Royal Navy thrash US Navy at football

Grace Hutton after the cut
Pictures by Ellie Pilmoor

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SAILORS battled for the honour of their ship – on the football pitch.

It was all laughing and joking before the match, but when the whistle was blown, the game was on at HMS Temeraire as the Brits faced the Yanks for ‘soccer’, as the Americans would have it.

The teams line up at HMS Temeraire

The teams line up at HMS Temeraire

After spending the day with the crew of HMS Diamond, sailors from USS Theodore Roosevelt challenged them to a game.

And as the sun set on a chilly March night, the ball skills of both teams were admirable.

But it wasn’t even close as the team from HMS Diamond thrashed the Americans 15-2.

There were no hard feelings, though, and both teams shook hands and enjoyed a drink after the match.

Tom Dobson, 24, left, a weapon engineer for the Royal Navy, with Brian Flood, 31, who is serving on USS Theodore Roosevelt

Tom Dobson, 24, left, a weapon engineer for the Royal Navy, with Brian Flood, 31, who is serving on USS Theodore Roosevelt

Brian Flood, 31, who is serving on USS Theodore Roosevelt, said: ‘It’s fantastic to get out here and meet some of the Brits.

‘It’s nice to interact with the local teams, rather than just go and see the sights.

‘I have been playing my whole life.

‘To get to play some games was really exciting.’

Joseph Vallely, 24, who is serving on HMS Diamond, said: ‘It was a good experience.

‘We work a lot together at sea so socialising, playing football, it helps.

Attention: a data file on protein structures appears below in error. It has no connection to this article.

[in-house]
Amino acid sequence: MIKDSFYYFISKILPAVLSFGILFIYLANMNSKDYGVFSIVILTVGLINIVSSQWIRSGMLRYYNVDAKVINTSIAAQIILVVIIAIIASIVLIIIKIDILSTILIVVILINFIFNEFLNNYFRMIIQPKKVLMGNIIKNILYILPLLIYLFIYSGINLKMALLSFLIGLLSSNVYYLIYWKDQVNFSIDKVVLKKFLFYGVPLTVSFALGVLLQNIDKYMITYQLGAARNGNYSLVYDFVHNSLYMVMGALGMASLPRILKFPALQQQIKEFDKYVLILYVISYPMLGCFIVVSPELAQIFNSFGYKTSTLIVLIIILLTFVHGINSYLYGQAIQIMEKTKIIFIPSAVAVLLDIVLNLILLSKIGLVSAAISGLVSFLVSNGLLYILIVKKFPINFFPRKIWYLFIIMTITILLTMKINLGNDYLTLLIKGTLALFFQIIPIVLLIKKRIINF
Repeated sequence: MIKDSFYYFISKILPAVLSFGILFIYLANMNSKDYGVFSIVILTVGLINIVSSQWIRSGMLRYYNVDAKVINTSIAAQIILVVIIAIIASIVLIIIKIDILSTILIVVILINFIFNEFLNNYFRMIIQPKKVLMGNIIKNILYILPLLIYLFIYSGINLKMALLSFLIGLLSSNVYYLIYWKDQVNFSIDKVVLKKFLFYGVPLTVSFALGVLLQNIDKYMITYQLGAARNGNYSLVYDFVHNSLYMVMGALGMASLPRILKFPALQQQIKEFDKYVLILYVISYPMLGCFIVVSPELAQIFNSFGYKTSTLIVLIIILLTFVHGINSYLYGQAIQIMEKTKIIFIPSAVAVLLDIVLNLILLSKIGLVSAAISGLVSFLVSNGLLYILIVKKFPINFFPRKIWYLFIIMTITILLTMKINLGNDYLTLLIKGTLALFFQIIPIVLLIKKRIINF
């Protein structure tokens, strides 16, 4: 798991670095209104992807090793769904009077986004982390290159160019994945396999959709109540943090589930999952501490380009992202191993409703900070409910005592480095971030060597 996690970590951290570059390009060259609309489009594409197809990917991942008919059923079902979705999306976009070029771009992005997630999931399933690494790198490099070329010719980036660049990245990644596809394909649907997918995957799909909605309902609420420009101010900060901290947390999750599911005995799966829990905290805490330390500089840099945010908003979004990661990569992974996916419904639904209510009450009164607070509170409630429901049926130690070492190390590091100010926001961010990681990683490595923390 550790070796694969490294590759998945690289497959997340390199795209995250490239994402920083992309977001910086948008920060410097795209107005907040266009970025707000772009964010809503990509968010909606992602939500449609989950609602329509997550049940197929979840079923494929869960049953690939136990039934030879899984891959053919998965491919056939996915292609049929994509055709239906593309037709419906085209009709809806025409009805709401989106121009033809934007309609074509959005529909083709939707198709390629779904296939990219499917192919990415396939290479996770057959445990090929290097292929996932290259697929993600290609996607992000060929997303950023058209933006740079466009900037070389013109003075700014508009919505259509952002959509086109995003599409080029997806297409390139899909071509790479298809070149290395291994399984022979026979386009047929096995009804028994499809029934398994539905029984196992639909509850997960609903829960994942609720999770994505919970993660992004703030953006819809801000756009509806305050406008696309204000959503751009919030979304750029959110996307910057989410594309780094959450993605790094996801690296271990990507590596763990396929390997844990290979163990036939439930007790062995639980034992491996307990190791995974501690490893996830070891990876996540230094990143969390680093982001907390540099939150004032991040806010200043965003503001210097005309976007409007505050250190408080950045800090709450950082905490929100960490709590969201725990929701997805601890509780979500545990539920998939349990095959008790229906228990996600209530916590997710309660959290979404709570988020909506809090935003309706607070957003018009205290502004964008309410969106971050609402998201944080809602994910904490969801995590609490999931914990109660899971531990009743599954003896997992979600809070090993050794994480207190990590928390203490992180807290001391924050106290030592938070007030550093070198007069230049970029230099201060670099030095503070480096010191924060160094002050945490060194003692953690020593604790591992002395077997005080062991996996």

‘If we work with that ship again, we may come across some people we know.

‘It’s always good for morale. We have been with them all day, they came on our ship, so it’s been good for them to see what our life is like and hopefully we will get to see what their life is like when we get to go on their ship.’

He said he was proud to be involved with the football match.

Jean Aragon, 21, a medic from New Orleans, Louisiana, said it was ‘a dream come true’ to be playing football in England.

‘I have always wanted to come to Europe and England in particular,’ he said.

‘I’m a big fan of football so it was great to be with fellow navy members.’

Regarding the match, he added: ‘It was pretty serious.

‘We wanted to win, representing Theodore Roosevelt. Soccer is growing so we have played quite a lot.’

The 100,000-tonne ship has anchored off Stokes Bay, Gosport, as it is too big to sail into Portsmouth Harbour. The ship is crewed by more than 5,000 sailors.

The carrier last visited Portsmouth in 2009, just before a four-year overhaul which transformed her into the US fleet’s most technologically-advanced carrier. She carries 90 aircraft.